June 19, 2024

Spending your nights sleeping for just four seconds at a time might sound like a form of torture, but not for chinstrap penguins, which fall asleep thousands of times a day, new research finds.

Scientists studying the birds on King George Island in Antarctica found they nod off more than 10,000 times a day, allowing them to keep a constant eye on their nests, protecting eggs and chicks from predators. In total, the birds manage 11 hours of snoozing a day – without ever slipping into uninterrupted sleep.

“Humans cannot sustain this state, but penguins can,” said lead researcher Paul-Antoine Libourel from Lyon Neuroscience Research Centre. “Sleep is much more complex in its diversity than what we read about in most textbooks.”

Researchers previously looked at penguin sleep in the 1980s, which involved capturing them, putting them in a shelter and watching them. They reported fragmented sleep for short periods of time, which they called “drowsiness”. In the latest research, experts found that this fragmented sleep was sustained for the whole day, showing the penguins are not “nodding off” into deeper sleep.

“Sleep in breeding chinstrap penguins was highly fragmented under all conditions and positions on land,” researchers wrote in the paper, published in the journal Science. The findings suggest “microsleeps can fulfil at least some of the restorative functions of sleep”. The penguins studied could sleep standing up or lying down.

Chinstrap penguins ‘sleeping’ on King George Island in Antarctica.
Chinstrap penguins ‘sleeping’ on King George Island in Antarctica. Photograph: Paul-Antoine Libourel/Science

Sleep seems to be ubiquitous among animals, but it makes them vulnerable to predation because they lose the ability to respond quickly to the outside environment. Libourel said: “Sleep is at the core of animal behaviour, and is also under selective pressure. Most sleep research is conducted in rats, mice and humans, but working on other species shows us at what point sleep is affected by environmental change.”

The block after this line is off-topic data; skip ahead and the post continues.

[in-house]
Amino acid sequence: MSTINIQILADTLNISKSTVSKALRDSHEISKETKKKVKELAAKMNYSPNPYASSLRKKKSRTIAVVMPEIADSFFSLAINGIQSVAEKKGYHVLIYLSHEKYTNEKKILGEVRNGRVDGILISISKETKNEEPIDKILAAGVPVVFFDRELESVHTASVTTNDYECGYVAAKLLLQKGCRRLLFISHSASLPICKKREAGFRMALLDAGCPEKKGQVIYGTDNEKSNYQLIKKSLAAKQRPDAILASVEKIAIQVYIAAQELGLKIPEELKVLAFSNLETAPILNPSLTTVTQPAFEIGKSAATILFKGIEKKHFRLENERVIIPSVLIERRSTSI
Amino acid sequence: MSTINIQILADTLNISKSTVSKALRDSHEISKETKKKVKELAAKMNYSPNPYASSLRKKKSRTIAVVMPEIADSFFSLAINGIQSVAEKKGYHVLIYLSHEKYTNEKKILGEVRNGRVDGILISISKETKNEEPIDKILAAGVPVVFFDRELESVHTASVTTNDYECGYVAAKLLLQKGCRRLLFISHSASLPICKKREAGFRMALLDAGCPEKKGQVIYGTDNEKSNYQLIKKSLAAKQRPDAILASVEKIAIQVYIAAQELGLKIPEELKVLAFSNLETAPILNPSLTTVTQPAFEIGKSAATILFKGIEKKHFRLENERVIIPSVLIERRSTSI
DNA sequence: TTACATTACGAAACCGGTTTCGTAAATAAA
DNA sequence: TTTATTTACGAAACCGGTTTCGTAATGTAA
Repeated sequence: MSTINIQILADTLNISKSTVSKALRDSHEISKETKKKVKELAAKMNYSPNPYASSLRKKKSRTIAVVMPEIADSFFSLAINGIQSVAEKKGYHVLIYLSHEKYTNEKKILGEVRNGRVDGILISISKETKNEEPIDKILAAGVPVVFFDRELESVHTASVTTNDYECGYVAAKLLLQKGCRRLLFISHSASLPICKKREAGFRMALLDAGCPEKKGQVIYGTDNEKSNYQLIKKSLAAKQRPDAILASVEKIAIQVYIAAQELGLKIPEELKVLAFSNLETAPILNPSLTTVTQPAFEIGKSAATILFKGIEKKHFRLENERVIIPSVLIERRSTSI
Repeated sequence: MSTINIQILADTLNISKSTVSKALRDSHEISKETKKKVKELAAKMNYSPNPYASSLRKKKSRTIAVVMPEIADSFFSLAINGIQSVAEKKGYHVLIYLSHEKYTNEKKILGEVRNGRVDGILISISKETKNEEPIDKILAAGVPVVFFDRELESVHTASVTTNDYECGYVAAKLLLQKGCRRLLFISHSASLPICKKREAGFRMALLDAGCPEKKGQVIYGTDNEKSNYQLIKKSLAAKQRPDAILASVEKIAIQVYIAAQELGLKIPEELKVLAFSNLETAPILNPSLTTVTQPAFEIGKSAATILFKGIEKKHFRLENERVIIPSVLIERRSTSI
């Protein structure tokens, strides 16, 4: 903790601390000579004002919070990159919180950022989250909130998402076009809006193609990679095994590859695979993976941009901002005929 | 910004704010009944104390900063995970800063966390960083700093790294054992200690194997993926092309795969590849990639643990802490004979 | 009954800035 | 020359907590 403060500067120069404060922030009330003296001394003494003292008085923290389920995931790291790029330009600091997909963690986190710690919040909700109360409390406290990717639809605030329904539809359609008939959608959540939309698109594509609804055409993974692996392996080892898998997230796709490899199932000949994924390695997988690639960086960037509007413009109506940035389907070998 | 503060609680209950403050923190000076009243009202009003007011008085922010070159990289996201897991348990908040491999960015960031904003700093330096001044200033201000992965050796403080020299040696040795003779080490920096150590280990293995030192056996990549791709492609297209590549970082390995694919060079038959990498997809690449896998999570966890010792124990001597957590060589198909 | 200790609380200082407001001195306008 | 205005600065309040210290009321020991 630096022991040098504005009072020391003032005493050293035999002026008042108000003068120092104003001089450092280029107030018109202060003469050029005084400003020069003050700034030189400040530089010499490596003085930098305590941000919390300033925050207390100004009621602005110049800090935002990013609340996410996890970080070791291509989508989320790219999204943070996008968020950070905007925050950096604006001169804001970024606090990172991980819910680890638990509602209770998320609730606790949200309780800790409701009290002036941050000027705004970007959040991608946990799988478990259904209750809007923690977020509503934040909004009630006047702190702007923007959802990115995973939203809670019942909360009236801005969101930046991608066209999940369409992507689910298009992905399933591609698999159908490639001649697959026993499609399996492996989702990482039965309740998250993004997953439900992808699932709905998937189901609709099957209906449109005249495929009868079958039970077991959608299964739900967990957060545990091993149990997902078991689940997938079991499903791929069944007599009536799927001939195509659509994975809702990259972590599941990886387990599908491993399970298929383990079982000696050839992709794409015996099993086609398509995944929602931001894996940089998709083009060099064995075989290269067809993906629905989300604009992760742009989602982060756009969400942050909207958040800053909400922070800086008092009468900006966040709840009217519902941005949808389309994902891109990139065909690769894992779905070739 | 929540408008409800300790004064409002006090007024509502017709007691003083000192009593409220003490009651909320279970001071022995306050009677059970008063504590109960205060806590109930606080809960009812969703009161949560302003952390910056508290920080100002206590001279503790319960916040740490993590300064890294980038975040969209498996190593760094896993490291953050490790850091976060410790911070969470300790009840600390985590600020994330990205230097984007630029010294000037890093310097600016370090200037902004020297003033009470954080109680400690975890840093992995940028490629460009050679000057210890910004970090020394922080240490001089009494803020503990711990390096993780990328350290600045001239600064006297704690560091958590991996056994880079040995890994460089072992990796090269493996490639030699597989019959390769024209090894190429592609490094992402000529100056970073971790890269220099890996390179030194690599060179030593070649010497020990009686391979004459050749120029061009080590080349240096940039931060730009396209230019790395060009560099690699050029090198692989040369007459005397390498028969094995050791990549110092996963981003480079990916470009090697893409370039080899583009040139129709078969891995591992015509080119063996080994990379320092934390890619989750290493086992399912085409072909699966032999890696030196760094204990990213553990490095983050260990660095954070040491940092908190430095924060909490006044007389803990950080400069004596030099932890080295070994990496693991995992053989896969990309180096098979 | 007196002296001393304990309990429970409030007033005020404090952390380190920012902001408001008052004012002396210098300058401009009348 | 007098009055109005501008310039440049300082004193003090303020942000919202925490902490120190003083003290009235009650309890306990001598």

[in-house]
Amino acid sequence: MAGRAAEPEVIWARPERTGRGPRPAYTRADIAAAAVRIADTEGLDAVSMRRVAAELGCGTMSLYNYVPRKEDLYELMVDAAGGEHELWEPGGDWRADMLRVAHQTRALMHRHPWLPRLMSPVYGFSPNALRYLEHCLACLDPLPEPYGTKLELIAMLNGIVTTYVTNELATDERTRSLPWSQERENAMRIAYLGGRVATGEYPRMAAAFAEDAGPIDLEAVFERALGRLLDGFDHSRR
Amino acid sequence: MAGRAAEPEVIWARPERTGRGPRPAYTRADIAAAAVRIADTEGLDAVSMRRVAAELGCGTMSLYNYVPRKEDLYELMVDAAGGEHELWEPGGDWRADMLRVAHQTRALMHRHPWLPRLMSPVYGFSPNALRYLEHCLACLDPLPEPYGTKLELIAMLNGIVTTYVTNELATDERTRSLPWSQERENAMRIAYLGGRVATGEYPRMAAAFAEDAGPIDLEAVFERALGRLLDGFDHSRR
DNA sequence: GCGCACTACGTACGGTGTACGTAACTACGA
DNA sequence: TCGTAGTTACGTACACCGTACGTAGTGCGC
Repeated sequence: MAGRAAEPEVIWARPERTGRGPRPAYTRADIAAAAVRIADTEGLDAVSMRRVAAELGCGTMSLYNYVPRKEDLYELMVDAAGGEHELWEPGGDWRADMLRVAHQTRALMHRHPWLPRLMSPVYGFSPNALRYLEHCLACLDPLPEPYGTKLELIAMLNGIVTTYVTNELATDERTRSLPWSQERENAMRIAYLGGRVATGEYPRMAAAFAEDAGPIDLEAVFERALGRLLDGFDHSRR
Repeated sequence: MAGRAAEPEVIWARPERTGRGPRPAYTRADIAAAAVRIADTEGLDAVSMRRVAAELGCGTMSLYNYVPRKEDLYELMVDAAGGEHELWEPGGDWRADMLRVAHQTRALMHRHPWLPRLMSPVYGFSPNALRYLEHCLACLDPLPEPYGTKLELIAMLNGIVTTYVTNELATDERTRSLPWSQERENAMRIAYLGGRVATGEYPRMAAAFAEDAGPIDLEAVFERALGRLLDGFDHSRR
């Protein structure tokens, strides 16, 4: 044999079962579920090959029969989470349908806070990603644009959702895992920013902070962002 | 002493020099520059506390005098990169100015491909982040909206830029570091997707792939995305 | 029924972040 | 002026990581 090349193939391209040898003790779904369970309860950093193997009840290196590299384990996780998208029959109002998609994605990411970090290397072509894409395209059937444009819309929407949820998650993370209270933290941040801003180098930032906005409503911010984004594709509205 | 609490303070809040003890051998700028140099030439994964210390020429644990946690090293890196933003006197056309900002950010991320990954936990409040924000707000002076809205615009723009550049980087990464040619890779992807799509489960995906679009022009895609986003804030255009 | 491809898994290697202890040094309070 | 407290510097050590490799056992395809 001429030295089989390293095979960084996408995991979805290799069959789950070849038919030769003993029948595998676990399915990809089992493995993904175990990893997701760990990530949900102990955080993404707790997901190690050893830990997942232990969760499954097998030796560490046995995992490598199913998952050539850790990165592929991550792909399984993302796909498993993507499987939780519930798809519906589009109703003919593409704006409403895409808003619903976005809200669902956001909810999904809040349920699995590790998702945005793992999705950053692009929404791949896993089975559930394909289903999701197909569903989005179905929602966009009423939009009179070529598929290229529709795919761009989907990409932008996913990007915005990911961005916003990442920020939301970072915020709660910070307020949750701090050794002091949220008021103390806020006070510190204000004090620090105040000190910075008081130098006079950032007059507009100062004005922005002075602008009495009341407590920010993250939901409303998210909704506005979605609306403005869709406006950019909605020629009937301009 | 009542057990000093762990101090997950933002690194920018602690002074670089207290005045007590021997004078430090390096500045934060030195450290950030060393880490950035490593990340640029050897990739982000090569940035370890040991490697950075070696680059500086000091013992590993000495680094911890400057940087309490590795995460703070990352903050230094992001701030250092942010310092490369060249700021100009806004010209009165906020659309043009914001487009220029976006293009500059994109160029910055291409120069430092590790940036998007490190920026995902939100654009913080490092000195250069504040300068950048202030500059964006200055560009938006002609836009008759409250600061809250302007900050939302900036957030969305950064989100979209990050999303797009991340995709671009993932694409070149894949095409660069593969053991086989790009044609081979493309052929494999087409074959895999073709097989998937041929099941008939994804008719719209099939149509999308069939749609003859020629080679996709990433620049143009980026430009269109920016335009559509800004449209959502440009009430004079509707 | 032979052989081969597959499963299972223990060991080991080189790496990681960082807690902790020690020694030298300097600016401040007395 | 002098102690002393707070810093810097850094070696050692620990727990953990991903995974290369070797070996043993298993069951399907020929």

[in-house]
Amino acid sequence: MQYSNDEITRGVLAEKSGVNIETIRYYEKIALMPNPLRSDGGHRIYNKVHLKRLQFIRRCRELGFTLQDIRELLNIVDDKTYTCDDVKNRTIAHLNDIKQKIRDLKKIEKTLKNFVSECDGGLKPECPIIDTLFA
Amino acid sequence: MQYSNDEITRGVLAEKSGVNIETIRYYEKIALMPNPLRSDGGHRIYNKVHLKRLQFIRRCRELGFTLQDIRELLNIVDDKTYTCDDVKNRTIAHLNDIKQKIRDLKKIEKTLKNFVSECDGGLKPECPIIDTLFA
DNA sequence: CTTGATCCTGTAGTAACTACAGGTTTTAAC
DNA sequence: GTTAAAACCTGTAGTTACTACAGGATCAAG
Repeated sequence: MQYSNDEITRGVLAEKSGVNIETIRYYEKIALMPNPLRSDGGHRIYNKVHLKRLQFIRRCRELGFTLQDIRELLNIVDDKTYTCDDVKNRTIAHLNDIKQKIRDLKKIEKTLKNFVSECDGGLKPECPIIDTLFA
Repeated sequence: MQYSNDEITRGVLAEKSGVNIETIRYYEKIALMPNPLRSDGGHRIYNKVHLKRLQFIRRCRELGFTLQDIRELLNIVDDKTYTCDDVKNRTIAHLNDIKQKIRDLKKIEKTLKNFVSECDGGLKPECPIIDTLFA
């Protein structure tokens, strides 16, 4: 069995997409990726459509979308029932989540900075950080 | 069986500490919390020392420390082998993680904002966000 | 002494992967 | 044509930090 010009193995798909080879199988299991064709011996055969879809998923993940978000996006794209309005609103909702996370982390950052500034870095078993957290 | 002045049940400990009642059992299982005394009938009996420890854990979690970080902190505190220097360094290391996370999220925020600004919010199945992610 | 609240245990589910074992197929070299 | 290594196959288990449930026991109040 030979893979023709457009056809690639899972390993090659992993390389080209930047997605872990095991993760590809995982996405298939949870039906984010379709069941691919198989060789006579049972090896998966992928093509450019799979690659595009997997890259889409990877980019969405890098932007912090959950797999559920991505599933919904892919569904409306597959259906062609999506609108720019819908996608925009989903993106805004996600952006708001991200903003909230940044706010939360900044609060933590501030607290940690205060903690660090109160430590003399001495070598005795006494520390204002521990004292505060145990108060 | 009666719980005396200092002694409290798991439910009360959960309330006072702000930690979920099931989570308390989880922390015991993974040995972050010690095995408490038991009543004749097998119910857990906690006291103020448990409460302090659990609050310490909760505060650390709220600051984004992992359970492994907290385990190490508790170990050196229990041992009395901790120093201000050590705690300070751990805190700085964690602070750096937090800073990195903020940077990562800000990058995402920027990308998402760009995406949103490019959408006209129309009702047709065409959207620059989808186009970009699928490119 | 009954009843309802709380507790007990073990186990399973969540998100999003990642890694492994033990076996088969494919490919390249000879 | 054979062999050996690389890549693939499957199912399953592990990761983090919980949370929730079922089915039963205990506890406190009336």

The researchers studied chinstrap penguins in the wild using electroencephalogram (EEG) monitoring and continuous video footage. Microsleeps were shown by sleep-related brain activity and eye-closure. They noted a slight increase in the depth of sleep at around noon, when risk of predation could be at its lowest.

For chinstrap penguins, one parent sits on the nest for several days at a time while the partner is away feeding. Extended sleep may put their eggs or young at risk of predation by brown skua birds or other penguins.

The researchers studied 14 penguins incubating eggs, out of a colony of more than 2,700 breeding pairs. The discovery that these birds are doing thousands of microsleeps lasting only four seconds is “unprecedented, even among penguins,” researchers wrote.

A chinstrap penguin at King George Island.
Fragmented sleep is thought to enable the penguins to stay more alert while protecting their eggs and young. Photograph: Christian Åslund/Greenpeace

Studies have shown some species routinely sleep very little, seemingly without negative costs to their performance while awake. African bush elephants sleep on average for two hours day, and mostly while standing up, one study found. Sometimes they went 48 hours without sleeping.

In some species there are differences between the sexes: male fruit-flies need more than 10 hours sleep a day, while females are fine on four, and can survive on less than 15 minutes’ sleep without it seeming to impact their chances of survival.

Giant frigatebirds can spend months on the wing during ocean migrations. During this period they can sleep for less than an hour a day, while still navigating and hunting. When they get back to the nest they stock up on sleep, snoozing for nearly 13 hours a day.

Researchers wrote in the paper, published in the journal Sleep Advances: “Taken together, these systems challenge the prevalent view of sleep as an essential state on which waking performance depends.”

“The data reported by Libourel et al could be one of the most extreme examples of the incremental nature by which the benefits of sleep can accrue,” the researchers Christian Harding and Vladyslav Vyazovskiy wrote in a related article published by Science. They say the paper calls into question how much sleep can be altered before the benefits are lost.

They added: “Proving that sleeping in this way comes at no cost to the penguin would challenge the current interpretation of fragmentation as inherently detrimental to sleep quality.”

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